While KitGuru loves to get its hands on an enormous chassis with more fans than Justin Bieber, our real passion is silent performance. The idea that you can achieve excellent performance, in complete silence, is a real draw. Cooler Master has something very special coming up in this area. Something very special indeed.
Thinking back to the classis cinema phrase, ‘In space, no one will hear you scream’, when Zardon put a Sapphire HD5670 CrossFire set up through its paces last year, it delivered an impressive 50 frames per second in Aliens Vs Predator at HD resolutions.
There are a number of CPU coolers that can run in (near) silent mode and most of the top vendors have a silent series of power supplies – so the dream of a powerful rig where you ‘can’t even tell if it has been switched on’, is almost a reality.
That brings you down to the case itself.
There have been many attempts to create the perfect ‘noiseless chassis’ over the years. The most successful at noise reduction, like the Zalman TNN 300, were crazy expensive. The question has to be, can you deliver a noise suppression chassis, that looks fantastic and doesn’t cost the Earth?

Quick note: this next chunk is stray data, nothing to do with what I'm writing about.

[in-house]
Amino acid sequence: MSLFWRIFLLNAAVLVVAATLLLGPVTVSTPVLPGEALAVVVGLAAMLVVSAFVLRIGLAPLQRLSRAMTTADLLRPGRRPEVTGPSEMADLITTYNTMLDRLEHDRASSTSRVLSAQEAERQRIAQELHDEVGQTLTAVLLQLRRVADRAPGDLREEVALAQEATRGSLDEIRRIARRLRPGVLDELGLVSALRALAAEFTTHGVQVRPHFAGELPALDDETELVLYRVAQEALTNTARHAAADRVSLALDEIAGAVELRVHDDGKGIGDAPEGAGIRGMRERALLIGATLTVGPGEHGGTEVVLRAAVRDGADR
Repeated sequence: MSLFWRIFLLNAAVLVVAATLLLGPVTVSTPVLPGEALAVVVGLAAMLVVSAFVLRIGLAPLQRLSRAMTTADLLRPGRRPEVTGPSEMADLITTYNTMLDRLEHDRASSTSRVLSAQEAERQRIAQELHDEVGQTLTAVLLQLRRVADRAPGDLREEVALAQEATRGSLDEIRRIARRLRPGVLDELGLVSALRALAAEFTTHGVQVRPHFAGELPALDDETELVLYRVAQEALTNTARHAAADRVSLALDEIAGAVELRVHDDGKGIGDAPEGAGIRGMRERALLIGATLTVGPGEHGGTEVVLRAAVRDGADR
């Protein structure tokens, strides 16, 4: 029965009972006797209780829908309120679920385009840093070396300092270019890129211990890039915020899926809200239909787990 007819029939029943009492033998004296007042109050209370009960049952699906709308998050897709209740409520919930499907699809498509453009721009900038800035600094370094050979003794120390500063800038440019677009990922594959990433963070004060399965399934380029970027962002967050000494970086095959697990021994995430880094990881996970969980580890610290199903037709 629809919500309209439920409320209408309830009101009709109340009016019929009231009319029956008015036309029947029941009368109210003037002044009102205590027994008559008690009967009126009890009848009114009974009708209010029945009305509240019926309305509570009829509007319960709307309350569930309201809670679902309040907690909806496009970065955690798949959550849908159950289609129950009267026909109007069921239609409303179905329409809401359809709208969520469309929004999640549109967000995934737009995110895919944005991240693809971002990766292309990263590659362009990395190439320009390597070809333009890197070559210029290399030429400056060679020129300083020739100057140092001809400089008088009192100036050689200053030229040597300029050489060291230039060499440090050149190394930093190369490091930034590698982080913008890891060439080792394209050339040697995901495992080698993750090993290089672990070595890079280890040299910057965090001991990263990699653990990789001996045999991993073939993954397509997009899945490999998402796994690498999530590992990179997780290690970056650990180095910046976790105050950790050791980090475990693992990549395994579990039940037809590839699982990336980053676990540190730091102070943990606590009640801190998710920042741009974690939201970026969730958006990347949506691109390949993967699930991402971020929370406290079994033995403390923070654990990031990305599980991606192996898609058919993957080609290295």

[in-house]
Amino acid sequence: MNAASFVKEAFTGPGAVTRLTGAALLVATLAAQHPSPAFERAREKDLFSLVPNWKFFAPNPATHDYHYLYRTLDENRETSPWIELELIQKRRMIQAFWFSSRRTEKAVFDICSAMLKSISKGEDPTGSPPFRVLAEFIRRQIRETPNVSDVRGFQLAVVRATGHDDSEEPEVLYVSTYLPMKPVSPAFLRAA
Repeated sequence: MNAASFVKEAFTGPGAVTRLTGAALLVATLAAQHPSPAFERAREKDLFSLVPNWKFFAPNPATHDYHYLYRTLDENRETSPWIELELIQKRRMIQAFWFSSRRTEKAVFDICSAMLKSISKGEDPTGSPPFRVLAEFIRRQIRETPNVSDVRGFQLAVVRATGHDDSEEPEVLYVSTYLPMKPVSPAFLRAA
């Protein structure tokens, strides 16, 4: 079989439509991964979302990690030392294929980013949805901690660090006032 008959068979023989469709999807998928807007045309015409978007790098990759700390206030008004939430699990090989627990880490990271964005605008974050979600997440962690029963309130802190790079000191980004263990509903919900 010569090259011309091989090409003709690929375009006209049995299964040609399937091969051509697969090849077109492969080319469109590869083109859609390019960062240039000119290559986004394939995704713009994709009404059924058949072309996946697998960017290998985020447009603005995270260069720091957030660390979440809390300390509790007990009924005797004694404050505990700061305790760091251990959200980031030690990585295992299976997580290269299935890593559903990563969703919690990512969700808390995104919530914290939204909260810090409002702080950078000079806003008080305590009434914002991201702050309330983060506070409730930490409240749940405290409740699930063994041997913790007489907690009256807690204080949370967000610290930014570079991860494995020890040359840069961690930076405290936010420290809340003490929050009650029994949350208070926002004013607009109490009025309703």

From what we have seen at CeBIT 2011, Cooler Master has achieved just this.
Once our fascination with the ladies passed, our gaze drifted to the system they were sitting next to.
The Project M chassis is well-built and has ample space for your kit.
As an ATX-sized chassis, it uses a combination of rigid steel, plastic and acrylic to achieve a strong design. In addition to regular drive bays, it also offers X-Dock connection points and a range of connectivity options, including and SD card reader and USB 3.0 port.
Inside, you can see the additional noise-suppression features like anechoic foam.
Air flow comes from the 800 RPM ‘silent’ 120mm fans, mounted front and rear.
The chassis should be available in UK stores around the middle of May 2011 and probably won’t cost much more than £70.
KitGuru says: Well worth considering for your next silent-build. Will be interesting to know just how much power can be installed into the Cooler Master Project Silent M, before you can actually hear anything at all.
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